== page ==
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Monte Albán

Photo: 2012 Sign

Overlooking Oaxaca City (elevation: 1,550 meters or 5,000 feet) on a plateau to the west lies the august archaeological site known today as Monte Albán (elevation: 1,900 meters or 3,280 feet). The city was once one of the largest in the Americas and continues to inspire visitors today.

Monte Albán was inhabited for more than 1,300 years (500 BC – 850 AD). For the legacy of cultural achievements, UNESCO declared this a World Heritage Site.

2021

Conmemoración del hallazgo de la Tumba 7 por Alfonso Cas
El tesoro de Monte Albán / Estudios técnicos sobre la Tumba 7 de Monte Albán

El referente de Monte Albán en la reconstrucción de destinos turísticos

Monte Albán – Atzompa Conservación

XXXIII Aniversario de la Zona Arqueológica de Monte Albán como Patrimonio Mundial de la Humanidad

2020 Reopening

Google Maps
goo.gl/maps/vQ2XRKqbopFFDMWU9

History
Olmec influence reached the Central Valleys around 1200 BC. Later the Zapotecs arrived in the Central Valleys around 800 BC. Around 500 BC they began to level the top of a mountain to construct pyramids, terraces, dams and canals. That the city was literally carved out of the mountain underscores its sacred topography.

The original Zapotec name of the site was Dani Biaa (‘sacred mountain’). Zapotec culture blossomed during the Classic Period (300-750 AD), in which Monte Albán established relations with other powerful cities, namely Teotihuacán (north of present day Mexico City) and Tikal in Guatemala.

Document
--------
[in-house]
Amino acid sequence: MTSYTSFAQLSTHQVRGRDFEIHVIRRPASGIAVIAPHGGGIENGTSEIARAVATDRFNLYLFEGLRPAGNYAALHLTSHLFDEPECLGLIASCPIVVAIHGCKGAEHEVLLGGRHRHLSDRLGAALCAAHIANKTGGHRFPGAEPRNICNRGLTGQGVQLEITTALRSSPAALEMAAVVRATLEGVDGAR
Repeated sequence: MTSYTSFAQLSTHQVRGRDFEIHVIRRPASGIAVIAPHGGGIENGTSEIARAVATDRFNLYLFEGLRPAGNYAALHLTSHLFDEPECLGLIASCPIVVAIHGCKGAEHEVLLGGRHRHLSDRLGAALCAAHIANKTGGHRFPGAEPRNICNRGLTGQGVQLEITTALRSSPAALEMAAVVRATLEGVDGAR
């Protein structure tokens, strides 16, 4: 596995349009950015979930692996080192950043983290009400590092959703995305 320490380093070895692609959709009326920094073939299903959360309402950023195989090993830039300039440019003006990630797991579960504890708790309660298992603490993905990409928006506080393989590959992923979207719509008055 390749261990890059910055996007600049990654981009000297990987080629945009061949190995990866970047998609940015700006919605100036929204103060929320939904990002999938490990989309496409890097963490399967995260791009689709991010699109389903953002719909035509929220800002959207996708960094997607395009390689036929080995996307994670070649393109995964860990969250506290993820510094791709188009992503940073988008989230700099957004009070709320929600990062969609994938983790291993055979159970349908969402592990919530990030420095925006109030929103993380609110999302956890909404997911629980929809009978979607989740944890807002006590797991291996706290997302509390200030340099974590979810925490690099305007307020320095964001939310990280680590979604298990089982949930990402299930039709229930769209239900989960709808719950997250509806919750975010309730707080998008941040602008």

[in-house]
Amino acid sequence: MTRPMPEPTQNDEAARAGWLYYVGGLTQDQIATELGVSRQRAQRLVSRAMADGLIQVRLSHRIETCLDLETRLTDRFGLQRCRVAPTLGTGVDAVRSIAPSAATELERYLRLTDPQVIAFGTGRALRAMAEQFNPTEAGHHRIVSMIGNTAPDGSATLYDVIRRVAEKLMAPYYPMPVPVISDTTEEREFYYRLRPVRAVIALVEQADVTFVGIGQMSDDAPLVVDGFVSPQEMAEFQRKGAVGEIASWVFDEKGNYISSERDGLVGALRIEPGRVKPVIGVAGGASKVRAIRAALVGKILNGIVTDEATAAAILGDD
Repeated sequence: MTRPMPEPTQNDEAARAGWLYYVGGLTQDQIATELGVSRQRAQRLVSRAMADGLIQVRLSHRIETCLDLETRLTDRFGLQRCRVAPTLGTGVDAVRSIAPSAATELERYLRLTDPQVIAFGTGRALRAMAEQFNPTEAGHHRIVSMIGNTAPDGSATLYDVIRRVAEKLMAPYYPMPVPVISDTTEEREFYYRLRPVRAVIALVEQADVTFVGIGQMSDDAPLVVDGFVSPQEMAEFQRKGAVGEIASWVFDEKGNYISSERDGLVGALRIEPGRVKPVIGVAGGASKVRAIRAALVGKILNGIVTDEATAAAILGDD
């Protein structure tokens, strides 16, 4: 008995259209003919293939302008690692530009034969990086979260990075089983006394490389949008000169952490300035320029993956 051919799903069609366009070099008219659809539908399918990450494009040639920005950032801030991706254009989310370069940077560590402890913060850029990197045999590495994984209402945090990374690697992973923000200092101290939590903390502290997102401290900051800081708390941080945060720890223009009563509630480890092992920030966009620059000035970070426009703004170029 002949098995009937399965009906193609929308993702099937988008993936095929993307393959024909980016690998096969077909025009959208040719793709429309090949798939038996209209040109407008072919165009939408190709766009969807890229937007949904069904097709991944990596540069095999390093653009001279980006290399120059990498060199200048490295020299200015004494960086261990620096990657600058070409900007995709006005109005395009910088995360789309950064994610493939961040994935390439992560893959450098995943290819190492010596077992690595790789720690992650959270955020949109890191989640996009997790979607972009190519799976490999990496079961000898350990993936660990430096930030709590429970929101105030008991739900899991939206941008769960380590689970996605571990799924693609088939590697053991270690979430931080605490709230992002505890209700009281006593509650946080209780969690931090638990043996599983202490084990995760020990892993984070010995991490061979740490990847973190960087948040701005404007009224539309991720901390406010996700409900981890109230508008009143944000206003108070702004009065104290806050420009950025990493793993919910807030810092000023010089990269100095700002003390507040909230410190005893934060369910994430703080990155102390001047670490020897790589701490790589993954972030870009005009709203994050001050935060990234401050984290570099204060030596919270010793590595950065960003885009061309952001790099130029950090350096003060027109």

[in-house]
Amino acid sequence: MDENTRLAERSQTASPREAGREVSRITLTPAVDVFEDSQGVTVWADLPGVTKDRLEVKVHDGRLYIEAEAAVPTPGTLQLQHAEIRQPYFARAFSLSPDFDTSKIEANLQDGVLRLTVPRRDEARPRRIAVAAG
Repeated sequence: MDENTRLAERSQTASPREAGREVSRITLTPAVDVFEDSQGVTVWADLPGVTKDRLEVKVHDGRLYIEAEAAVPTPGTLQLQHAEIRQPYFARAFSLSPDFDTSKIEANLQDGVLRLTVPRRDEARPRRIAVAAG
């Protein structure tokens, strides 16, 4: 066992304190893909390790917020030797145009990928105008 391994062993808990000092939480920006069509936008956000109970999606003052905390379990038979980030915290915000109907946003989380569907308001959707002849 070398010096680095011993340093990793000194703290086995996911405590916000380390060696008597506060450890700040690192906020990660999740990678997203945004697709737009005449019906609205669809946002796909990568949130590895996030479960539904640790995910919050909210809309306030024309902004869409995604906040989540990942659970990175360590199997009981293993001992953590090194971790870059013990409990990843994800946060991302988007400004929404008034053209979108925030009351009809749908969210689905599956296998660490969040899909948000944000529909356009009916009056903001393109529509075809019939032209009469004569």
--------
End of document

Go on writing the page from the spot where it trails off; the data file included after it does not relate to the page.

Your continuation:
The population peaked in the period between 450-700 AD in which the city supported more than 25,000 people.

At the end of this period, the city began to decline until it was appropriated by the Mixtecs at the beginning of the 13th century. The Mixtecs constructed a few buildings and are best known for the ceremonial offerings left in Tomb #7.

Spanish colonists later christened the site Monte Albán.

Natural World
Monte Albán was built 300 meters above the valley floor and commands a spectacular view, particularly from the ridge on the northern end of the site. Naturalists have always found this sanctuary one of the best places for birding in the country. Lizards are plentiful.

Archaeology
The site is aligned on a north-south access. The entrance lies on the north-eastern side. We won’t go into many details in this brief overview, but two structures are similar to other sites in the region and merit special attention.

Ball Court
– The I-shaped ball court is located near the entrance. The ‘juego de pelota’ or Mesoamerican Ballgame played an important role in society. Other ball courts can be seen at nearby Yagul and Dainzu. A smaller, unrestored court is located across the parking lot to the west of the main site.

Building of the Dancers
– Once thoughts to represent dancers (‘danzantes’), the carvings are said to display prisoners captured in battle, mutilated and later killed. Forerunners of these figures are also found at San Jose Mogote.

Stela 18